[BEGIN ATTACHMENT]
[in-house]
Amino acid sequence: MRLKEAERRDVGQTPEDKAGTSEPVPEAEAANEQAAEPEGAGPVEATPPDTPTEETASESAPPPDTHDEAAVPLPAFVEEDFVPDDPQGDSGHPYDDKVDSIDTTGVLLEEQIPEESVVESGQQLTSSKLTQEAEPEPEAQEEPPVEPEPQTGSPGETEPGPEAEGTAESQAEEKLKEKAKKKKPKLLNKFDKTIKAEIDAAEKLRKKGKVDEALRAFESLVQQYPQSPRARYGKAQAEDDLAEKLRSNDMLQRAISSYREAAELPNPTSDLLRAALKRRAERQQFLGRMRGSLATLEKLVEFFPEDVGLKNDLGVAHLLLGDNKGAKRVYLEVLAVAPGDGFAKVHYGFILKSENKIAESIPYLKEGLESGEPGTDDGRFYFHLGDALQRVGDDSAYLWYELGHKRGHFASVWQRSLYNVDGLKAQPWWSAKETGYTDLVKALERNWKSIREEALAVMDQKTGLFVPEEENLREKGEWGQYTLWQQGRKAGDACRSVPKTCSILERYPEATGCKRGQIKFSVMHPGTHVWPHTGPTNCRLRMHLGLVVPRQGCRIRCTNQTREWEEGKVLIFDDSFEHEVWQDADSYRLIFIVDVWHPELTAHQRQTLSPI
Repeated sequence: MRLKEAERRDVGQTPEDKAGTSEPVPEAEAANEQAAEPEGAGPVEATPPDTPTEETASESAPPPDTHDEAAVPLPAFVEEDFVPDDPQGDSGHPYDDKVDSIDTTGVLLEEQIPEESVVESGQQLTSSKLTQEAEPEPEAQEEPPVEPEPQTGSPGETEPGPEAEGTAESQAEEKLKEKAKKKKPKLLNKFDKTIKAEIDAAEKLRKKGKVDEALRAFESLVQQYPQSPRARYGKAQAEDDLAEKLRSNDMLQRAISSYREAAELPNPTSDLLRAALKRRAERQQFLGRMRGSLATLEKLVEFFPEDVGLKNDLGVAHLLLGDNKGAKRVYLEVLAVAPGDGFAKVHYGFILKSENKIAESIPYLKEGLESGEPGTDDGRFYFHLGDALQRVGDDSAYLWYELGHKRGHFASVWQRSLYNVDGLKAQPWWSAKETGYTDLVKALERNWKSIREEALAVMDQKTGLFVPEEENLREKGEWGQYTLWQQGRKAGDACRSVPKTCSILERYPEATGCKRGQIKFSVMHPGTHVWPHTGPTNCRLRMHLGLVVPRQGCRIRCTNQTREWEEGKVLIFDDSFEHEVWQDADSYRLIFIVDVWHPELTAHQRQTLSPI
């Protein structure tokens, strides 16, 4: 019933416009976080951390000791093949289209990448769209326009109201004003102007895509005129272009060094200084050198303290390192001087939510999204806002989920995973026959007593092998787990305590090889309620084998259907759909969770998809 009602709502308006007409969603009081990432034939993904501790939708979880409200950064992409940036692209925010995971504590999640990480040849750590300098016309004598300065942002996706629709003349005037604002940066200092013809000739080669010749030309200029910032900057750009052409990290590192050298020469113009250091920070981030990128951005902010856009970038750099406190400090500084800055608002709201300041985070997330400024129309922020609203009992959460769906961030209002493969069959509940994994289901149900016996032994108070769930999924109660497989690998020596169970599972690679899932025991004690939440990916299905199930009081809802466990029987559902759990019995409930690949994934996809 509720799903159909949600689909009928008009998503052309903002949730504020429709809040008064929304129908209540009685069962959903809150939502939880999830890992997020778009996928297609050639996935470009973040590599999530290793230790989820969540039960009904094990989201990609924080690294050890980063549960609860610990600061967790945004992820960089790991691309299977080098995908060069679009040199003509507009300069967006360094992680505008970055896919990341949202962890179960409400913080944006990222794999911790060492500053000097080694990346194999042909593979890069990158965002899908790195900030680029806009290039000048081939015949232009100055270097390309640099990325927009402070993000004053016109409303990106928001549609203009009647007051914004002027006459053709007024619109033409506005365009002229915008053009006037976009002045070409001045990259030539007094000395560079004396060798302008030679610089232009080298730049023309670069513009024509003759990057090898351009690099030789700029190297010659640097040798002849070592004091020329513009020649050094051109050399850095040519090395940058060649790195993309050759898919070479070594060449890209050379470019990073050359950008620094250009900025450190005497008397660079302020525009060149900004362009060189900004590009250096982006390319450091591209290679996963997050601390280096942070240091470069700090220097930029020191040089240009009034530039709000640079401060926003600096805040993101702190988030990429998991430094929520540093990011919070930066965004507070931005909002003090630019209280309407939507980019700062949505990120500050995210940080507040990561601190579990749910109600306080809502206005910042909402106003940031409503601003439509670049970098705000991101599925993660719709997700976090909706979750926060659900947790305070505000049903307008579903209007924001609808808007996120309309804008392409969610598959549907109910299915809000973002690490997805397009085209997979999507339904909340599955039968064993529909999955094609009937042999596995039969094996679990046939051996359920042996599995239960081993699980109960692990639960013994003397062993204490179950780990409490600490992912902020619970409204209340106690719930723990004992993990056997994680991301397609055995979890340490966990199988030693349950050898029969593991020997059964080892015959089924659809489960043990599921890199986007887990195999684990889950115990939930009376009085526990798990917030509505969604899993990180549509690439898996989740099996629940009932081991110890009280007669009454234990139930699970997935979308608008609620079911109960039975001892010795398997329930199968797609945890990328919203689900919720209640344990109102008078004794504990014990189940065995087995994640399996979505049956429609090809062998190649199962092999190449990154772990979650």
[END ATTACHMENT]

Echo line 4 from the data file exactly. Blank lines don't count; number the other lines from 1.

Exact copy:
């Protein structure tokens, strides 16, 4: 019933416009976080951390000791093949289209990448769209326009109201004003102007895509005129272009060094200084050198303290390192001087939510999204806002989920995973026959007593092998787990305590090889309620084998259907759909969770998809 009602709502308006007409969603009081990432034939993904501790939708979880409200950064992409940036692209925010995971504590999640990480040849750590300098016309004598300065942002996706629709003349005037604002940066200092013809000739080669010749030309200029910032900057750009052409990290590192050298020469113009250091920070981030990128951005902010856009970038750099406190400090500084800055608002709201300041985070997330400024129309922020609203009992959460769906961030209002493969069959509940994994289901149900016996032994108070769930999924109660497989690998020596169970599972690679899932025991004690939440990916299905199930009081809802466990029987559902759990019995409930690949994934996809 509720799903159909949600689909009928008009998503052309903002949730504020429709809040008064929304129908209540009685069962959903809150939502939880999830890992997020778009996928297609050639996935470009973040590599999530290793230790989820969540039960009904094990989201990609924080690294050890980063549960609860610990600061967790945004992820960089790991691309299977080098995908060069679009040199003509507009300069967006360094992680505008970055896919990341949202962890179960409400913080944006990222794999911790060492500053000097080694990346194999042909593979890069990158965002899908790195900030680029806009290039000048081939015949232009100055270097390309640099990325927009402070993000004053016109409303990106928001549609203009009647007051914004002027006459053709007024619109033409506005365009002229915008053009006037976009002045070409001045990259030539007094000395560079004396060798302008030679610089232009080298730049023309670069513009024509003759990057090898351009690099030789700029190297010659640097040798002849070592004091020329513009020649050094051109050399850095040519090395940058060649790195993309050759898919070479070594060449890209050379470019990073050359950008620094250009900025450190005497008397660079302020525009060149900004362009060189900004590009250096982006390319450091591209290679996963997050601390280096942070240091470069700090220097930029020191040089240009009034530039709000640079401060926003600096805040993101702190988030990429998991430094929520540093990011919070930066965004507070931005909002003090630019209280309407939507980019700062949505990120500050995210940080507040990561601190579990749910109600306080809502206005910042909402106003940031409503601003439509670049970098705000991101599925993660719709997700976090909706979750926060659900947790305070505000049903307008579903209007924001609808808007996120309309804008392409969610598959549907109910299915809000973002690490997805397009085209997979999507339904909340599955039968064993529909999955094609009937042999596995039969094996679990046939051996359920042996599995239960081993699980109960692990639960013994003397062993204490179950780990409490600490992912902020619970409204209340106690719930723990004992993990056997994680991301397609055995979890340490966990199988030693349950050898029969593991020997059964080892015959089924659809489960043990599921890199986007887990195999684990889950115990939930009376009085526990798990917030509505969604899993990180549509690439898996989740099996629940009932081991110890009280007669009454234990139930699970997935979308608008609620079911109960039975001892010795398997329930199968797609945890990328919203689900919720209640344990109102008078004794504990014990189940065995087995994640399996979505049956429609090809062998190649199962092999190449990154772990979650």